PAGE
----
The GreeterWorkflow interface definition differs from HelloWorld in one important way, the @Execute annotation. Workflow interfaces specify the methods that can be called by applications such as the workflow starter and are limited to a handful of methods, each with a particular role. The framework doesn't specify a name or parameter list for workflow interface methods; you use a name and parameter list that is suitable for your workflow and apply an AWS Flow Framework for Java annotation to identify the method's role.

@Execute has two purposes:

  • It identifies greet as the workflow's entry point—the method that the workflow starter calls to start the workflow. In general, an entry point can take one or more parameters, which allows the starter to initialize the workflow, but this example doesn't require initialization.

  • It specifies the workflow's version number, which allows you to keep track of different generations of workflow implementations. To change a workflow interface after you have registered it with Amazon SWF, including changing the timeout values, you must use a new version number.

For information about the other methods that can be included in a workflow interface, see Workflow and Activity Contracts.

HelloWorldWorkflow implements the workflow in GreeterWorkflowImpl, as follows:

import; public class GreeterWorkflowImpl implements GreeterWorkflow { private GreeterActivitiesClient operations = new GreeterActivitiesClientImpl(); public void greet() { Promise<String> name = operations.getName(); Promise<String> greeting = operations.getGreeting(name); operations.say(greeting); } }

The code is similar to HelloWorld, but with two important differences.

  • GreeterWorkflowImpl creates an instance of GreeterActivitiesClientImpl, the activities client, instead of GreeterActivitiesImpl, and executes activities by calling methods on the client object.

  • The name and greeting activities return Promise<String> objects instead of String objects.

HelloWorld is a standard Java application that runs locally as a single process, so GreeterWorkflowImpl can implement the workflow topology by simply creating an instance of GreeterActivitiesImpl, calling the methods in order, and passing the return values from one activity to the next. With an Amazon SWF workflow, an activity's task is still performed by an activity method from GreeterActivitiesImpl. However, the method doesn't necessarily run in the same process as the workflow—it might not even run on the same system—and the workflow needs to execute the activity asynchronously. These requirements raise the following issues:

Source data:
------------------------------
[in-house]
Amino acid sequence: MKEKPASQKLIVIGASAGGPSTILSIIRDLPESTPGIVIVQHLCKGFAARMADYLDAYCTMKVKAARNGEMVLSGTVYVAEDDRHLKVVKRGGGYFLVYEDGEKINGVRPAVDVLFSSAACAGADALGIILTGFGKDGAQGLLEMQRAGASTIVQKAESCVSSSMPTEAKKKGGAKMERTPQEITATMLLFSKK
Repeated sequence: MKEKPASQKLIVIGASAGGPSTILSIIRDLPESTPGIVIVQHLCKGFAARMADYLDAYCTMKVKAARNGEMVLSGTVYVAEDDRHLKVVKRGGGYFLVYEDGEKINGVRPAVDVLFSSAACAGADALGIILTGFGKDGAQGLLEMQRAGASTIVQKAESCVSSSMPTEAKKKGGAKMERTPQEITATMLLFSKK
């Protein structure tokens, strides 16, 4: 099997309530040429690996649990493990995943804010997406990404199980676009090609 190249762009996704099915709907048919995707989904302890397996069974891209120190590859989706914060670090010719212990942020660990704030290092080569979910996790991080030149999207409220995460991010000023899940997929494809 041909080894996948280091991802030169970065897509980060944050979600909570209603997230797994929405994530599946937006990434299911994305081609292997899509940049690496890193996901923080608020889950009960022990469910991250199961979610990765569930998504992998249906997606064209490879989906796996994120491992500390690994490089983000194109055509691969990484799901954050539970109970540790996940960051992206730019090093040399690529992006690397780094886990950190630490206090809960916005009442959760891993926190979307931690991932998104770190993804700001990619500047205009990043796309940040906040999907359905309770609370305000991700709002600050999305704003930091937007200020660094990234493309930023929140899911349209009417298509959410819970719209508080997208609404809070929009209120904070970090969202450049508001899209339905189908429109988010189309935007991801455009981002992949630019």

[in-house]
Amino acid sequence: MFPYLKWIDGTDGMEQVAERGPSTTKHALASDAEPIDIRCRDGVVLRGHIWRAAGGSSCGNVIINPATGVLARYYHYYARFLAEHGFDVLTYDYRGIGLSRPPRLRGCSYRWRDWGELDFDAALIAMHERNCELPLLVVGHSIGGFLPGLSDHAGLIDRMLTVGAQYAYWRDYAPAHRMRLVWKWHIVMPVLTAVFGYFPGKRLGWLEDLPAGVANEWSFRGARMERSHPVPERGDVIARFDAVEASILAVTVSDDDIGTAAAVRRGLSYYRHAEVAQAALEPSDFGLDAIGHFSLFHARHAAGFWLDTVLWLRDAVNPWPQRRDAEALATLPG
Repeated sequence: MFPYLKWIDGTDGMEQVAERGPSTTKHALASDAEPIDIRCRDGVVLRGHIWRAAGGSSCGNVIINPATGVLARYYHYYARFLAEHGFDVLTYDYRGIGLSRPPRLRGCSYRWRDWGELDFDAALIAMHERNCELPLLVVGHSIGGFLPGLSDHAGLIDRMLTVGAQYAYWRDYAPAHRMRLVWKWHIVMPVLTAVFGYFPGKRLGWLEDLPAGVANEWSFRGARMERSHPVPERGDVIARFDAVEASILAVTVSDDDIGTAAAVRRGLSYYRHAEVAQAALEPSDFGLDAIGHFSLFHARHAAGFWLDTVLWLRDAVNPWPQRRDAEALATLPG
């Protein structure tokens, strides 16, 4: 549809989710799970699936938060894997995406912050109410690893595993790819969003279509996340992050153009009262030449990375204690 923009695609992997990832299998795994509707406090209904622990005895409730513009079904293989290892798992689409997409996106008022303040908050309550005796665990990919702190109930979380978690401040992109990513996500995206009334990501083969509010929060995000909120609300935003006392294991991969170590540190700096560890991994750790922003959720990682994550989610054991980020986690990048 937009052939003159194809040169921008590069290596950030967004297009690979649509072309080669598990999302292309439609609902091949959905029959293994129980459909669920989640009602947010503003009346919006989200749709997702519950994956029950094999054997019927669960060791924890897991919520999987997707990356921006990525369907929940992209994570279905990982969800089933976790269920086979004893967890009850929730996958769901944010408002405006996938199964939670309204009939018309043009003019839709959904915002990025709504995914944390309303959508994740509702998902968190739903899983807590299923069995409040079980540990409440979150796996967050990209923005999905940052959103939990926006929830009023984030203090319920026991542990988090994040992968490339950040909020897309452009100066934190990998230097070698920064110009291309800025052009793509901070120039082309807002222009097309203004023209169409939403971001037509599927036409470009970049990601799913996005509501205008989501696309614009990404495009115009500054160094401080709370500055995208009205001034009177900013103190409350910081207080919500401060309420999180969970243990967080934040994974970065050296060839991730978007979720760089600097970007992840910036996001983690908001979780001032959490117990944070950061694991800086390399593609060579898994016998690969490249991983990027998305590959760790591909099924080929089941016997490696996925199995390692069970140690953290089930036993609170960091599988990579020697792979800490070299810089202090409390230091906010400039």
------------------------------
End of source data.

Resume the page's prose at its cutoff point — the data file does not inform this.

• How to execute an activity method that might be running in a different process, perhaps on a different system.

  • How to execute an activity method asynchronously.

  • How to manage activities' input and return values. For example, if the Activity A return value is an input to Activity B, you must ensure that Activity B doesn't execute until Activity A is complete.

You can implement a variety of workflow topologies through the application's control flow by using familiar Java flow control combined with the activities client and the Promise<T>.

Activities Client

GreeterActivitiesClientImpl is basically a proxy for GreeterActivitiesImpl that allows a workflow implementation to execute the GreeterActivitiesImpl methods asynchronously.

The GreeterActivitiesClient and GreeterActivitiesClientImpl classes are generated automatically for you using the information provided in the annotations applied to your GreeterActivities class. You don't need to implement these yourself.


Eclipse generates these classes when you save your project. You can view the generated code in the .apt_generated subdirectory of your project directory.

To avoid compilation errors in your GreeterWorkflowImpl class, it is a good practice to move the .apt_generated directory to the top of the Order and Export tab of the Java Build Path dialog box.

A workflow worker executes an activity by calling the corresponding client method. The method is asynchronous and immediately returns a Promise<T> object, where T is the activity's return type. The returned Promise<T> object is basically a placeholder for the value that the activity method will eventually return.

  • When the activities client method returns, the Promise<T> object is initially in an unready state, which indicates that the object doesn't yet represent a valid return value.

  • When the corresponding activity method completes its task and returns, the framework assigns the return value to the Promise<T> object and puts it in the ready state.